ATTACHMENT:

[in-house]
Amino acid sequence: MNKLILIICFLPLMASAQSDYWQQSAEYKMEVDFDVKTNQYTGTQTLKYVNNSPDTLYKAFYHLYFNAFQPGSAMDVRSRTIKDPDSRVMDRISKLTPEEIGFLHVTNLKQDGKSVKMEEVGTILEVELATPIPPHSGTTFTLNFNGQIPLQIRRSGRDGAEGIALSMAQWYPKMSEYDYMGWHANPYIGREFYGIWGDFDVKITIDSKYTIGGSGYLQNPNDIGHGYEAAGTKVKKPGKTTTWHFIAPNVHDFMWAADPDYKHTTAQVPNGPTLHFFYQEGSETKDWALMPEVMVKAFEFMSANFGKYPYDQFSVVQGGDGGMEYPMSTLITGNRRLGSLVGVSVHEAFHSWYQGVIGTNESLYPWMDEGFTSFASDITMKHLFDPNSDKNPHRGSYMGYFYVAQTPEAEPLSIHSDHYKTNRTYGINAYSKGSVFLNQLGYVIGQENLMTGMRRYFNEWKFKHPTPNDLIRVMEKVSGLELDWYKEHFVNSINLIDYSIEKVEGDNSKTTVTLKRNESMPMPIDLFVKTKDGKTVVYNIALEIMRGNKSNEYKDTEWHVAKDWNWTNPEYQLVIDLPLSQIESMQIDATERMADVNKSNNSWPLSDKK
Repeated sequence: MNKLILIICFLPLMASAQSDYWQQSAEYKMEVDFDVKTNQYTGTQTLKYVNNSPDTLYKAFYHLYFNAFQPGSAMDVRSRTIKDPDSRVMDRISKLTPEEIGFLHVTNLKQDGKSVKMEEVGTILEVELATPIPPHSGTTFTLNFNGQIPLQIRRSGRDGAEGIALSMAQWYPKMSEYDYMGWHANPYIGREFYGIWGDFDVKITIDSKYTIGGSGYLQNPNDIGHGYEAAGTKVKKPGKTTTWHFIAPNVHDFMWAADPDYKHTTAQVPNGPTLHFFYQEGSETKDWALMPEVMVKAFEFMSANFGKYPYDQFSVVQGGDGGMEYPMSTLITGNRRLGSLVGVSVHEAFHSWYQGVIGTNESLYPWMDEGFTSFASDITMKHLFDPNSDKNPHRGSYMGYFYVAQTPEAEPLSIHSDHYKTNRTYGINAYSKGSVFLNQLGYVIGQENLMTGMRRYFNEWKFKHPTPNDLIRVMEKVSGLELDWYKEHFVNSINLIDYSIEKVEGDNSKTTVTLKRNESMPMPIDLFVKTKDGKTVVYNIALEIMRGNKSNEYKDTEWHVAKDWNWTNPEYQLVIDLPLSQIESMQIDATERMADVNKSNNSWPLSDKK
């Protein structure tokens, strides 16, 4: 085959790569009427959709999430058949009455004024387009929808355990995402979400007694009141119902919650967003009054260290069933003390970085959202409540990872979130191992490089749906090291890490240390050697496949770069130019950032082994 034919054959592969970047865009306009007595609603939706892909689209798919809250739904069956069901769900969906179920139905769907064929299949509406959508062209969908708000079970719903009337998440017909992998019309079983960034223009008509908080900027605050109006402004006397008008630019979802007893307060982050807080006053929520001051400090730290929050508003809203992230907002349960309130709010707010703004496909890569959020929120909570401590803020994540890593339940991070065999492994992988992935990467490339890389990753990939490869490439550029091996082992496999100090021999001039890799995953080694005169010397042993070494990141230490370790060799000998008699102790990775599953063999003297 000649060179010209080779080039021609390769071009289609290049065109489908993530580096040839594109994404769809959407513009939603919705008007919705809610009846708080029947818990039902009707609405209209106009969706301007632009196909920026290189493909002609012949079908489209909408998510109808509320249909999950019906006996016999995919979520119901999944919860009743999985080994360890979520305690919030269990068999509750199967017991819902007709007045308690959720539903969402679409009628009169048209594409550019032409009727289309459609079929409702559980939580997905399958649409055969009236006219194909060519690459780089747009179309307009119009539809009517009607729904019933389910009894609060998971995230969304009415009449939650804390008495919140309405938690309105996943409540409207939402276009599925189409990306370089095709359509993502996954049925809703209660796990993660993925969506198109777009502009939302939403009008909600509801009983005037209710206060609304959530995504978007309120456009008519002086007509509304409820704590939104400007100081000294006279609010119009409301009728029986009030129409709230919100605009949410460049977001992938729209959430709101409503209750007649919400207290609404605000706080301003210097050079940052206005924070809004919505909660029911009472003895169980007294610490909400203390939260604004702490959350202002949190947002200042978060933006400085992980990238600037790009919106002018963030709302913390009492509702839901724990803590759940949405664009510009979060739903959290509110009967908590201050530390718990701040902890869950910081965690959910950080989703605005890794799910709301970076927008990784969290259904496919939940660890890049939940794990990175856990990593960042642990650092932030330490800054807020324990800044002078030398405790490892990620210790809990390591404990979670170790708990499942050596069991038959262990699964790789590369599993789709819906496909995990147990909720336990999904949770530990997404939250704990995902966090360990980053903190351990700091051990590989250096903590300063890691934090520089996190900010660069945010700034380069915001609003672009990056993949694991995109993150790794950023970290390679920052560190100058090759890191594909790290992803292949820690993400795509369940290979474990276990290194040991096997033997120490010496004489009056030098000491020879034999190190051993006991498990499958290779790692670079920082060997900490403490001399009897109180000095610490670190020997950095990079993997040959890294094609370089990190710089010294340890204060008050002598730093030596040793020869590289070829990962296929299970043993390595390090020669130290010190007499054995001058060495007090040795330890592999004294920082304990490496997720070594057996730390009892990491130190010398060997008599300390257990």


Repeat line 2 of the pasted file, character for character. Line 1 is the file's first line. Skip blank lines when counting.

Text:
Amino acid sequence: MNKLILIICFLPLMASAQSDYWQQSAEYKMEVDFDVKTNQYTGTQTLKYVNNSPDTLYKAFYHLYFNAFQPGSAMDVRSRTIKDPDSRVMDRISKLTPEEIGFLHVTNLKQDGKSVKMEEVGTILEVELATPIPPHSGTTFTLNFNGQIPLQIRRSGRDGAEGIALSMAQWYPKMSEYDYMGWHANPYIGREFYGIWGDFDVKITIDSKYTIGGSGYLQNPNDIGHGYEAAGTKVKKPGKTTTWHFIAPNVHDFMWAADPDYKHTTAQVPNGPTLHFFYQEGSETKDWALMPEVMVKAFEFMSANFGKYPYDQFSVVQGGDGGMEYPMSTLITGNRRLGSLVGVSVHEAFHSWYQGVIGTNESLYPWMDEGFTSFASDITMKHLFDPNSDKNPHRGSYMGYFYVAQTPEAEPLSIHSDHYKTNRTYGINAYSKGSVFLNQLGYVIGQENLMTGMRRYFNEWKFKHPTPNDLIRVMEKVSGLELDWYKEHFVNSINLIDYSIEKVEGDNSKTTVTLKRNESMPMPIDLFVKTKDGKTVVYNIALEIMRGNKSNEYKDTEWHVAKDWNWTNPEYQLVIDLPLSQIESMQIDATERMADVNKSNNSWPLSDKK